mono, bi-amp, or stereo????

Discussion in 'Amps and Cabs [BG]' started by BigBohn, Oct 12, 2001.

  1. BigBohn


    Sep 29, 2001
    WPB, Florida
    Can anyone briefly explain the differences and characteristics of each?

    Some background info, i will get either a SVP-PRO or SVP-BSP, Carvin DCM1500, Behringer MDX2200, and SWR Megoliath. What way would I want to go, mono biamp or stereo?? I want a hi-fi sound that can go in a rock band, Flea-ish type sound, and by the way the SWR Megoliath cab is a full-range 8x10 cab. If you can help me which way to go, it would help me on purchasing a certain device over another due to the 2 channels of one device to the 1 channel of another. Thanks.
  2. Bi-amp is using two amps and speaker systems. One produces only the lows and the other only the highs.

    Stereo is, well, forget it. You can't get stereo out of a bass no matter what Rickenbacker says anyway.

    If you want a flea type tone, flea plays Gallien Krueger heads thru Mesa Boogie cabs if that helps.
  3. lo-end


    Jun 15, 2001
    you want mono bridged. Thats like when you take both channels of the poweramp and combine them and get one super powerful mono channel. you'll get the most power that way.

    Besides, the only bi-ampable amps Ive seen are Gallien-Kruegers, and you dont need stereo. Bass should be mono always, IMO.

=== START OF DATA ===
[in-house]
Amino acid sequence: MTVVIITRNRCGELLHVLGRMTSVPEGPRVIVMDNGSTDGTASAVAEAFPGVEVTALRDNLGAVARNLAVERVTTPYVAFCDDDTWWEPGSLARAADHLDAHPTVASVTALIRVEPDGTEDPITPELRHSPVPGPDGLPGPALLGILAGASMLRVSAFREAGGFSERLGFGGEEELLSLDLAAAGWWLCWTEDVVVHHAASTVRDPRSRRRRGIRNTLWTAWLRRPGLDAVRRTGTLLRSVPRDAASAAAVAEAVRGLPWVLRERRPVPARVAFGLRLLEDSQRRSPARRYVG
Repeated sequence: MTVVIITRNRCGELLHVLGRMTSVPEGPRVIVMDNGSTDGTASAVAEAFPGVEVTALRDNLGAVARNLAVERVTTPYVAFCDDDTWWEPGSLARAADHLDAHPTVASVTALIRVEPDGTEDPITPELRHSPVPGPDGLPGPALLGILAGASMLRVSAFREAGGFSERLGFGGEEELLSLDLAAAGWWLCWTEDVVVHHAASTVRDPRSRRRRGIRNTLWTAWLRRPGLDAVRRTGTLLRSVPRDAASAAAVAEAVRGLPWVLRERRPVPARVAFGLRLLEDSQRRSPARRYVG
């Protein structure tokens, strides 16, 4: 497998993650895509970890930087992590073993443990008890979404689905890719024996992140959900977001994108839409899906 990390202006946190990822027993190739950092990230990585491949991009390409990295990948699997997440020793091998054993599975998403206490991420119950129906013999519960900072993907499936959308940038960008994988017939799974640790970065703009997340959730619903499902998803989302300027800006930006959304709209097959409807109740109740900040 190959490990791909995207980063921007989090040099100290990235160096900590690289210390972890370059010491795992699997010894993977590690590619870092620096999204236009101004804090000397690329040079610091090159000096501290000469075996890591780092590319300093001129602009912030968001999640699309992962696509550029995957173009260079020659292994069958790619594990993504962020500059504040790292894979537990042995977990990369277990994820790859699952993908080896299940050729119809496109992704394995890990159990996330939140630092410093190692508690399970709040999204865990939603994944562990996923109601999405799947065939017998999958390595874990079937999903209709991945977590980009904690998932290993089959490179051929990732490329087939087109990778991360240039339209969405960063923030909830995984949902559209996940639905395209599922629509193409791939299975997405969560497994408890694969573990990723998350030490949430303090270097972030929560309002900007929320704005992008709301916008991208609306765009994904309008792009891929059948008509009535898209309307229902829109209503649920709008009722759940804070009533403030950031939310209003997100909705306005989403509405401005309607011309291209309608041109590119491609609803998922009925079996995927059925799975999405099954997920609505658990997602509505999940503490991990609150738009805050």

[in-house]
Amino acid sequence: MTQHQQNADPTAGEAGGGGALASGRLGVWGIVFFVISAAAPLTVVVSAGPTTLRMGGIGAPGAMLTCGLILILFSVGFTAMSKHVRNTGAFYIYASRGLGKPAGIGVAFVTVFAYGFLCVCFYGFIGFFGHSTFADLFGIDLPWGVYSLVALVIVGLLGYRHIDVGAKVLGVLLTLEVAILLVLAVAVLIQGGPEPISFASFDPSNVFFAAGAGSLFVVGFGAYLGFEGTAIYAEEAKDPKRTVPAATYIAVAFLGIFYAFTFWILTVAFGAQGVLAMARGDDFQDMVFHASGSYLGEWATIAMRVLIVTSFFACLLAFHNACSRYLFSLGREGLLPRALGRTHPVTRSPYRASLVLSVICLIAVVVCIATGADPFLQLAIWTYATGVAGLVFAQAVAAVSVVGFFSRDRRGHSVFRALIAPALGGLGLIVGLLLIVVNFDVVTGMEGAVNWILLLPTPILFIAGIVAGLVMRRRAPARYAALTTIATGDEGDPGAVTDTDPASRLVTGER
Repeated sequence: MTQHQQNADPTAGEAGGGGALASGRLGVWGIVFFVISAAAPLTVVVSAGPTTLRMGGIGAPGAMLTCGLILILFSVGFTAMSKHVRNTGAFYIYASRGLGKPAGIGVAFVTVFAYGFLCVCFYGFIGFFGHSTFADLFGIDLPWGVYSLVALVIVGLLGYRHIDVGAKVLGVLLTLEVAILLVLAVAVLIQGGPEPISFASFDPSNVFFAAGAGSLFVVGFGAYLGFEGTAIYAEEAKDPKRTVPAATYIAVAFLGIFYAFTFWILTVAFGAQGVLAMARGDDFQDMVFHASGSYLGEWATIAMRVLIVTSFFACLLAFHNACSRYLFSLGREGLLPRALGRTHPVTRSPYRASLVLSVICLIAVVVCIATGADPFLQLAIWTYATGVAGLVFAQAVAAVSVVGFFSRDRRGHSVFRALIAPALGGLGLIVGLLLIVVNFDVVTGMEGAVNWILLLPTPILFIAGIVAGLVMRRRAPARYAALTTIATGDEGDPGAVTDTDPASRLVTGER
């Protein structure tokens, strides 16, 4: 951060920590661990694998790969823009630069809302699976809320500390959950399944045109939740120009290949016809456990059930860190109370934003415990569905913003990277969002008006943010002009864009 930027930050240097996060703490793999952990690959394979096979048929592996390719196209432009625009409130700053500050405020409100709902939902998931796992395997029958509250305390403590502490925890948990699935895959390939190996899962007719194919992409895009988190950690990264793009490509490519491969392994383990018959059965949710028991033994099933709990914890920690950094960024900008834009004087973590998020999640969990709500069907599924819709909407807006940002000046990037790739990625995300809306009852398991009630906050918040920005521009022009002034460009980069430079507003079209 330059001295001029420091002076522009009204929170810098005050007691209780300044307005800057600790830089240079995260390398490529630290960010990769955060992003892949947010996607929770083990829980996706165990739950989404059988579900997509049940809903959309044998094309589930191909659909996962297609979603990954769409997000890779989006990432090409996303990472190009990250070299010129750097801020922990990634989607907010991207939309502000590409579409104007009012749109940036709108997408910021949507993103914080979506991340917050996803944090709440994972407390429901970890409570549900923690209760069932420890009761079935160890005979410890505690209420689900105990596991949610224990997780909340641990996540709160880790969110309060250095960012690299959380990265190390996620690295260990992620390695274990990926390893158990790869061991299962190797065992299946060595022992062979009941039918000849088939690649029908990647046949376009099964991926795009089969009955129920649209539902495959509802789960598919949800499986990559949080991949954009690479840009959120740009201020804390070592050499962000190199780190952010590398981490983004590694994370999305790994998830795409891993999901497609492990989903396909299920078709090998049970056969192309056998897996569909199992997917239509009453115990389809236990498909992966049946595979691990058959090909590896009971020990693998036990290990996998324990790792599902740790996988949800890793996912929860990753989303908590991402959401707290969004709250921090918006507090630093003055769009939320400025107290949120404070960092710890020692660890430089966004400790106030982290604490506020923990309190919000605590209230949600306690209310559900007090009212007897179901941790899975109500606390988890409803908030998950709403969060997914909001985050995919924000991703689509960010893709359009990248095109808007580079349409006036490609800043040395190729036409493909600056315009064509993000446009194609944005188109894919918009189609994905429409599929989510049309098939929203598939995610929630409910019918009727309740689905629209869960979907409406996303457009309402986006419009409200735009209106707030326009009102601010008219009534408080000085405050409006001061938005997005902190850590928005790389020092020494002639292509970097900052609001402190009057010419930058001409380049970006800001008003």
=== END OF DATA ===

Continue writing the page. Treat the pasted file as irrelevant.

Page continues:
4. Stereo, for the purpose of bass amps, is simply running two independant power amps. It can come in handy depending on your speaker configuration. Bridged amps do not handle the low impedence of some speaker configurations. Running stereo is the solution in this case.

    Bi-amp is really one method of running stereo, one amp gets the high, one gets the lows. It could also be one side gets clean, one side gets processed. Or they can both receive the same full-range signal. There can be many reasons to run a stereo configuration.
  5. Bridged mono is very powerful and has a couple points you need to know:

    1) Verify the lowest impedance allowed specifically in B/M mode. Internally, both channels are combined to drive the speaker load, so each channel only sees half the total impedance. If you are driving a 4-ohm cabinet, that means each channel is driving 2 ohms... even if the amp supports a 2 ohm load, this is the hardest the amp will work, and the hottest it will get.

    2) Know that B/M mode presents LETHAL voltage and currents at the speaker taps that can KILL you if you get across them.
  6. BigBohn


    Sep 29, 2001
    WPB, Florida
    ok, guys, thats enough, im going mono on this one. thanks:cool:
  7. The Carvin DCM1500 or DCM2000 is a two channel power amp that will let you drive both channels from a single input without using a "Y" cable.

    IMO you'd be better off running single-mono with a cab on each channel instead of bridging. This amp will also let you bi-amp the SWR 810, should you choose to do so. One channel for the lows, the other channel for the highs (stereo mode).

    This amp also supports balanced TRS inputs, should you want to go all balanced for hum elimination. Some preamps like the SWR IOD have two XLR outs, so you can use one XLR for the signal chain, and the other for a DI connection. Fabricating a TRS to XLR cable is very simple.